Pakistan was plunged into political turmoil on Tuesday as the country's highest court ordered the arrest of the prime minister on corruption charges, prompting fears of a plot against the government.
President Asif Ali Zardari held crisis talks last night with his coalition partners in an effort to fend off what his supporters described as a "soft coup".
The Supreme Court's announcement was made as thousands of protesters in Islamabad, led by Tahir-ul-Qadri, an Islamist preacher, demanded the government's removal. The timing has led to a heightened sense of crisis in a country that has seen three military coups in its short history.
Fawad Chaudhry, an adviser to the prime minister, said the court's move against Raja Pervez Ashraf was motivated by politics, not justice.
"This is a soft coup," he said. "The announcement came as Qadri was giving a speech which shows it was all part of a plan." He added that the prime minister's legal advisers were confident an arrest could be challenged.
Iftikhar Muhammad Chaudhry, Pakistan's controversial chief justice, has been accused of meddling in politics before. Ashraf was appointed prime minister last June after the Supreme Court disqualified his predecessor, Yousaf Raza Gilani, for refusing to reopen corruption cases against President Zardari.
The charges against Ashraf date back to his time as minister for water and power from 2008 to 2011 when he is accused of accepting kickbacks as part of a deal to let out electricity plants. He denies any wrongdoing but has been nicknamed Raja Rental ever since.
"The government should immediately announce new elections and should also announce a date for it," he said.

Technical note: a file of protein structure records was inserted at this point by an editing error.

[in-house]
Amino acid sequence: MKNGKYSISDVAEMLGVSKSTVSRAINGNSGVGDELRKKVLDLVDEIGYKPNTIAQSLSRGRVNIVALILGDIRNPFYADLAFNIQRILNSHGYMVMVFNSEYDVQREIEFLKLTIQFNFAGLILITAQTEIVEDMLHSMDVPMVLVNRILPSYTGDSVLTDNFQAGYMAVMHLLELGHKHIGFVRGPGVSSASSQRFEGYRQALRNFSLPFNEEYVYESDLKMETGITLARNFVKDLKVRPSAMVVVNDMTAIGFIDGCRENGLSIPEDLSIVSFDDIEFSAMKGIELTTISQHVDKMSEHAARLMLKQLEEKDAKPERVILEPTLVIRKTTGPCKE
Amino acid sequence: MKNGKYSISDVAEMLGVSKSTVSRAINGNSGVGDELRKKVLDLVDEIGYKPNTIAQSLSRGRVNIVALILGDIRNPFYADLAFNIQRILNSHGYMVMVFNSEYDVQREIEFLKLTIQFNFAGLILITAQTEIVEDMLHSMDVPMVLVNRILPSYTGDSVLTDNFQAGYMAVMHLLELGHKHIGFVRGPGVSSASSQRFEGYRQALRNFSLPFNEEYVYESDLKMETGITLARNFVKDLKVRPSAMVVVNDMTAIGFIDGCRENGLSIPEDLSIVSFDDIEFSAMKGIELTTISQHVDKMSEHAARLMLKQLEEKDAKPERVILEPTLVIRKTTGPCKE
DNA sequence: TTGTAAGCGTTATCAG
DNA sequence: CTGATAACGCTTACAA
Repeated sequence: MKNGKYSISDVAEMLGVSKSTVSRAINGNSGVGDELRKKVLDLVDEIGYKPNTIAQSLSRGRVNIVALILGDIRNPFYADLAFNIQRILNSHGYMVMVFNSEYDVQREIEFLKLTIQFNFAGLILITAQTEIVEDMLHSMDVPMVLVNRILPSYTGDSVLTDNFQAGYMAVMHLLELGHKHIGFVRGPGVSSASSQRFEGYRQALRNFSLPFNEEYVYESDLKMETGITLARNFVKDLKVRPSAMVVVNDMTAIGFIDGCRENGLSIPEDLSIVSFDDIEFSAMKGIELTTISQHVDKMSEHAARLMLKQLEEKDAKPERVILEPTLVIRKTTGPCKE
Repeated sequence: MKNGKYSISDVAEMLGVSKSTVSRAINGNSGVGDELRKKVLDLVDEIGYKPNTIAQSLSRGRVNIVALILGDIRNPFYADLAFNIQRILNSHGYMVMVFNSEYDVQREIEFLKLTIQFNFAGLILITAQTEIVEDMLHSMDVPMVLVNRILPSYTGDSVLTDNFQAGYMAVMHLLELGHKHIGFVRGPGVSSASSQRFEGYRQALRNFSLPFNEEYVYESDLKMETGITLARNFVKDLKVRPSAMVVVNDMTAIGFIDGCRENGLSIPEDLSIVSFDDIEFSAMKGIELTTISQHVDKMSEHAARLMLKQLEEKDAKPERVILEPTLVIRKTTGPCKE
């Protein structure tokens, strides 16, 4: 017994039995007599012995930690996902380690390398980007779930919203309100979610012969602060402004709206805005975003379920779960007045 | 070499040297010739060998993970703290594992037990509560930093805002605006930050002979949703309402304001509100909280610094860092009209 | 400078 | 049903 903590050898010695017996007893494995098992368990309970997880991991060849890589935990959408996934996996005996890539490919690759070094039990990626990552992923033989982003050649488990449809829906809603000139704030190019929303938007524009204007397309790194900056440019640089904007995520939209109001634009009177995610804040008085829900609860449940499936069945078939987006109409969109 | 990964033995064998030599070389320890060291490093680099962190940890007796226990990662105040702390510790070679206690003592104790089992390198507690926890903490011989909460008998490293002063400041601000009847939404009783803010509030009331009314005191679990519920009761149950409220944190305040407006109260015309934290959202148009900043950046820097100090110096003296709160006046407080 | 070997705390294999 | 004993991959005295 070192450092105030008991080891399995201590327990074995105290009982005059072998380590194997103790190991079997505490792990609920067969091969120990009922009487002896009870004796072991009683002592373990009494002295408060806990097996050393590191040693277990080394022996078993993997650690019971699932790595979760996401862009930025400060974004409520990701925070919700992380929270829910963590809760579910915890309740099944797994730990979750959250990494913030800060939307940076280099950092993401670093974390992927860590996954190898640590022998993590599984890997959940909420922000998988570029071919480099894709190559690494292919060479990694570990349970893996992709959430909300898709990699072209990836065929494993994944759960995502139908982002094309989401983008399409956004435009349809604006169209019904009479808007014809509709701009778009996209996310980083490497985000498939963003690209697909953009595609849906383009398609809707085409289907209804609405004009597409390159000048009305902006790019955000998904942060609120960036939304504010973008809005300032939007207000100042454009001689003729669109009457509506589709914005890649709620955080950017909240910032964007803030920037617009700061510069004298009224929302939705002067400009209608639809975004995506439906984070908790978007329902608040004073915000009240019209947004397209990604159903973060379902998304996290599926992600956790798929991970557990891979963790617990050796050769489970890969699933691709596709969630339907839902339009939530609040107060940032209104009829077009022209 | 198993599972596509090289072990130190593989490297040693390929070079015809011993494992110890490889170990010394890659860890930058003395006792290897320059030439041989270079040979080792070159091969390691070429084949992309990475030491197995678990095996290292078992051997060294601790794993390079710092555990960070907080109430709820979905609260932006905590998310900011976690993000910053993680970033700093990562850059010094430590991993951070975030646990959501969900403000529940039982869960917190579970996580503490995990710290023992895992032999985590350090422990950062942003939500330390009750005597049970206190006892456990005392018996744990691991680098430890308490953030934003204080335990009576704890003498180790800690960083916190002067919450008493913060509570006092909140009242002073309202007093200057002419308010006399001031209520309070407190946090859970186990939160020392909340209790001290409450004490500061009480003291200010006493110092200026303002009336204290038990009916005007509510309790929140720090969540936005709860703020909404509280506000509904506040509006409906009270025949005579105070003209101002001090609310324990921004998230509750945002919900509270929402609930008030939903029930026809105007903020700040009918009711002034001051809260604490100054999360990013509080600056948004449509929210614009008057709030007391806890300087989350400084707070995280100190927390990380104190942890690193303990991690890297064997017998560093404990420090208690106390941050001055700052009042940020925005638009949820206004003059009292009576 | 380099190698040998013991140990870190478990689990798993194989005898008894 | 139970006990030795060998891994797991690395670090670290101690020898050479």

Western governments have poured billions into Pakistan to shore up its fragile democracy.
Successful elections, due to be held in the spring, would herald the first democratic handover of power in the 65 years since independence. Government insiders say that they have been under near constant threat from both the military and the judiciary.
Suspicions that a new plot to unseat the government was under way were heightened at the end of last year, when Qadri returned from Canada to instigate a series of protests against political corruption. He is demanding that the government give way to a caretaker administration that will address electoral reform. Critics questioned how a little-known cleric, who had managed only a brief stint in Pakistani politics, could suddenly command vast crowds and pay for extensive television advertising, without powerful, secret backers. Talat Masood, a retired general and analyst, said the Supreme Court appeared to be acting in concert with the military and Qadri to influence the formation of a caretaker set-up.
"Look at the timing. It looks like a joint move to bring the government down," he said. "The military is trying to gain influence over who is in the temporary administration."
Protesters in the centre of Islamabad, almost within sight of the national assembly, cheered as news spread of the arrest warrant. Tayyaba Batool, a teacher from Lahore, said: "He has done nothing good during his time as prime minister."